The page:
In a 10-3 ruling Wednesday, Florida’s 2nd District Court of Appeal said the issue of whether the state’s 2008 ban on marriage for same-sex couples is unconstitutional should be decided by the state’s Supreme Court — not them.
In the court’s majority opinion, the judges said the issues require immediate resolution by the Florida Supreme Court because such a determination is of “great public importance and will have a great effect on the proper administration of justice throughout the state” and acknowledging that regardless of what they themselves might decide, the issue will likely be addressed by the higher court anyway.
“In any event, because of the constitutional implications the issue will likely be addressed by the Florida Supreme Court regardless of any decision we might make,” the judges wrote in the opinion.
The ruling is the latest result of a divorce case involving a same-sex couple, Mariama Monique Changamire Shaw and Keiba Lynn Shaw, who married in Massachusetts in 2010 and have since relocated to Florida. The couple filed for divorce in the state earlier this year. Their case was dismissed by a circuit court judge who said that the court had no jurisdiction over their marriage because it is not recognized under Florida law. A panel of judges of the 2nd District Court of Appeal initially denied a request to pass the case to the state Supreme Court, but Wednesday’s ruling of the full court overturns the earlier decision.
The judges also take into account a string of recent rulings across the state that have found the 2008 voter-approved ban on marriage for same-sex couples unconstitutional, including in a federal court just last week, in its reasoning for suggesting immediate resolution is needed by the highest court in the state.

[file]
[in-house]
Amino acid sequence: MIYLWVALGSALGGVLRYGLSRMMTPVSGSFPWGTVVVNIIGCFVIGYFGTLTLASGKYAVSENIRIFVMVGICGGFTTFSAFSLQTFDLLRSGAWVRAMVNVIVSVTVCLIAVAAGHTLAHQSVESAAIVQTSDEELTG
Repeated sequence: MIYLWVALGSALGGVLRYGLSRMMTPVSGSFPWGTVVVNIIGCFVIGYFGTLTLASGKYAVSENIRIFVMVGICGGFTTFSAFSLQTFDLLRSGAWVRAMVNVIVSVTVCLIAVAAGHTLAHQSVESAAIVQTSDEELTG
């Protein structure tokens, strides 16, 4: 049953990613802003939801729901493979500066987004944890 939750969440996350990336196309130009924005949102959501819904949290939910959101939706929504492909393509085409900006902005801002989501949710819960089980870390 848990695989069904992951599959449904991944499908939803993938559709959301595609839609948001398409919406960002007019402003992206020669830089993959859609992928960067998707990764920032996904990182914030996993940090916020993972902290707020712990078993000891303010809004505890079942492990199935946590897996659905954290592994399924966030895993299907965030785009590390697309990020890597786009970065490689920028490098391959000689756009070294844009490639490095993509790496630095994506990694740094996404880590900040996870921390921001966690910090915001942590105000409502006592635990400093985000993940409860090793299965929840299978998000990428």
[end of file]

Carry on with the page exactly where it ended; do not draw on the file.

“Resolution of the constitutional questions will no doubt impact far more individuals than the two involved here,” the judges wrote. “And there can be little doubt that until the constitutional questions are finally resolved by the Florida Supreme Court or the United States Supreme Court, there will be a great impact on the proper administration of justice in Florida. Similarly, in light of those questions, it seems clear that this is a matter of great public importance.”
Three judges dissented in the ruling, and argued the appeals court could rule on the issues presented in the case on its own and that ultimately it doesn’t address the issue of whether the ban is unconstitutional or that same-sex couples should have the right to legally marry.
“It is important to understand that the issue in this case is not whether Florida is constitutionally compelled to marry same-sex couples,” Judge Chris Altenbernd wrote in his dissent. “Even if the United States Supreme Court ultimately holds that Florida can reserve the rights and privileges of civil marriage in Florida to heterosexual couples, many other states have already legalized such same-sex marriages. Although the parties argued broader issues to the circuit court, the narrow, dispositive issue in this case is whether Florida, under the Full Faith and Credit Clause of the U.S. Constitution, must give credit to these lawful out-of-state marriages for the purpose of dissolution.”
On the specific issue of dissolving the same-sex couple’s marriage performed in Massachusetts, Altenbernd said, “I am confident that this court can ably consider this appeal and reach a proper resolution. Our decision will resolve the issue for all trial courts in Florida unless another district court disagrees with us.”
Florida Attorney General Pam Bondi, who has defended the state’s ban in recent cases, is reviewing the Wednesday decision, the Associated Press reported. In separate cases before the state’s 3rd District Court of Appeal, Bondi asked judges Aug. 7 to hold off on ruling on the matter until the United States Supreme Court makes a national ruling on marriage for same-sex couples.
A message was left with Bondi’s office seeking additional comment.